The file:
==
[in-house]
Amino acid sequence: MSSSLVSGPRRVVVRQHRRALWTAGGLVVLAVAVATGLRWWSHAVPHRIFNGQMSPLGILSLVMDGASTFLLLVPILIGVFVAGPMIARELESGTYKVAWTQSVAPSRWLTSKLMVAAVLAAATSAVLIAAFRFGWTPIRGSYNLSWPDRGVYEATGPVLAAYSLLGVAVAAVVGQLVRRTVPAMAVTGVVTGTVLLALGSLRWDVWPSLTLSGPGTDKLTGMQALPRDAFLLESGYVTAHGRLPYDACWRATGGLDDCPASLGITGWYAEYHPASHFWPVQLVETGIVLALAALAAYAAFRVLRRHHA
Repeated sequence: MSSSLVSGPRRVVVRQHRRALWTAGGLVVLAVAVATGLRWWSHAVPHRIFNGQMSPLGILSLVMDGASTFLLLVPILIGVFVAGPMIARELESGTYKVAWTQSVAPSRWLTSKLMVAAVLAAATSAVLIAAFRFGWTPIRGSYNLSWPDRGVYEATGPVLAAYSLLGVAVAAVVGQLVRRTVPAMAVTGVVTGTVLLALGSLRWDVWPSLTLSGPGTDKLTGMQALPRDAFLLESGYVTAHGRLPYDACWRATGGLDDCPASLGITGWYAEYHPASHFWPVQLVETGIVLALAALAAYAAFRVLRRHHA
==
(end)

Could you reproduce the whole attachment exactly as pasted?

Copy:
[in-house]
Amino acid sequence: MSSSLVSGPRRVVVRQHRRALWTAGGLVVLAVAVATGLRWWSHAVPHRIFNGQMSPLGILSLVMDGASTFLLLVPILIGVFVAGPMIARELESGTYKVAWTQSVAPSRWLTSKLMVAAVLAAATSAVLIAAFRFGWTPIRGSYNLSWPDRGVYEATGPVLAAYSLLGVAVAAVVGQLVRRTVPAMAVTGVVTGTVLLALGSLRWDVWPSLTLSGPGTDKLTGMQALPRDAFLLESGYVTAHGRLPYDACWRATGGLDDCPASLGITGWYAEYHPASHFWPVQLVETGIVLALAALAAYAAFRVLRRHHA
Repeated sequence: MSSSLVSGPRRVVVRQHRRALWTAGGLVVLAVAVATGLRWWSHAVPHRIFNGQMSPLGILSLVMDGASTFLLLVPILIGVFVAGPMIARELESGTYKVAWTQSVAPSRWLTSKLMVAAVLAAATSAVLIAAFRFGWTPIRGSYNLSWPDRGVYEATGPVLAAYSLLGVAVAAVVGQLVRRTVPAMAVTGVVTGTVLLALGSLRWDVWPSLTLSGPGTDKLTGMQALPRDAFLLESGYVTAHGRLPYDACWRATGGLDDCPASLGITGWYAEYHPASHFWPVQLVETGIVLALAALAAYAAFRVLRRHHA